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Brantly's annotated Bland's Reports, Chancery Court 1809-1832
Volume 198, Volume 2, Page 655   View pdf image (33K)
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INDEX.—2 BLAND. 655

CONTRACT.—Continued.

passing any law impairing the obligation of contracts. Watkins v.

Worthington, 486.
3. As to proof of the nature of the contract; whether the deceased was

principal or surety; or the insolvency of a co-obligor. Ib.
CORPORATION.

1. A corporation can only be called on to answer by its proper name.
Binney's Case, 95.

2. All corporations are subject to a visitatorial power; or to some legal
control. Ib.

3. In general, a corporation may alien all, or any of its property at pleas-
ure. Ib.

4. The clause of the Act incorporating The Farmers' Bank of Maryland,
which declares that all debts actually due to the company by a stock-
holder offering to transfer, must be discharged before such transfer
shall be made, gives to the bank a mortgage or pledge of such stock.
Farmers Bank's Case, 378.

5. The bank, as a mortgagee, may sell such stock without suit; but if it
fails or refuses to do so, on a bill filed by the administrator of the
deceased stockholder, it may be ordered to be sold. Ib.

COSTS.

See DEBTOR AND CREDITOR, 58.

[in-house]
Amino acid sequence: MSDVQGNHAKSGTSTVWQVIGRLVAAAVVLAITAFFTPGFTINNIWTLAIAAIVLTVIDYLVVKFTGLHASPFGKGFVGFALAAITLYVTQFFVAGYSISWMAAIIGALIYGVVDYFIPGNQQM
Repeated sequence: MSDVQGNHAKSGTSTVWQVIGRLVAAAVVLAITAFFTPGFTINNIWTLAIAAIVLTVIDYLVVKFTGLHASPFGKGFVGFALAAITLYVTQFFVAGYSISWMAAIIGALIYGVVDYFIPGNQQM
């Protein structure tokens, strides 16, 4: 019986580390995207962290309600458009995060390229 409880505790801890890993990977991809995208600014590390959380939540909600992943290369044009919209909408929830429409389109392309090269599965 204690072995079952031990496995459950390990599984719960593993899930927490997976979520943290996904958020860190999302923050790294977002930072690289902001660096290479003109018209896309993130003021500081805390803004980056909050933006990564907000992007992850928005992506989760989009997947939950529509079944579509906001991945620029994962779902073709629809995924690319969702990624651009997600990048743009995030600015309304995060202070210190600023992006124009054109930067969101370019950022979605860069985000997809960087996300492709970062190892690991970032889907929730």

PRACTICE, 19.

COURTS.

1. The Court of Chancery cannot revise or reform a judgment of a Court
of common law in any way whatever. Ellicott v. Welch, 228.

2. Courts of equity, having concurrent jurisdiction, should not be
brought into collision; how such collisions may be avoided. Brown
v. Wallace, 557.

DEBTOR AND CREDITOR.

1. The rule is, that a voluntary conveyance must be deemed void, as
against creditors, where the grantor could not, at the time, have
withdrawn the amount from his estate, without hazard to his credi-
tors, or materially lessening their prospects of payment. Kipp v.
Hanna, 22.

2. None but those who were creditors, at the time, can sue to have a
voluntary conveyance set aside as fraudulent. Ib.

3. When such a conveyance has been so vacated, then all other creditors
may come in for satisfaction, in full, or in due proportion. Ib.

4. The holders of property under a fraudulent conveyance, accountable
for the rents and profits of it, from the time it was so unjustly with-
held from the creditors. Ib.
5. In a creditors' suit, the decree for a sale establishes the plaintiff's

claim; unless it be otherwise declared; except as regards a fraud not
put in issue and decided on by such decree. Welch v. Stewart, 32.

6, In a creditor's suit the Statute of Limitations continues to run against
a creditor who comes in, before or under the decree, until he files his
petition or the voucher of his claim; but no one can rely on the
statute against a claim, after any act done, or sanctioned by him,

 

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Brantly's annotated Bland's Reports, Chancery Court 1809-1832
Volume 198, Volume 2, Page 655   View pdf image (33K)
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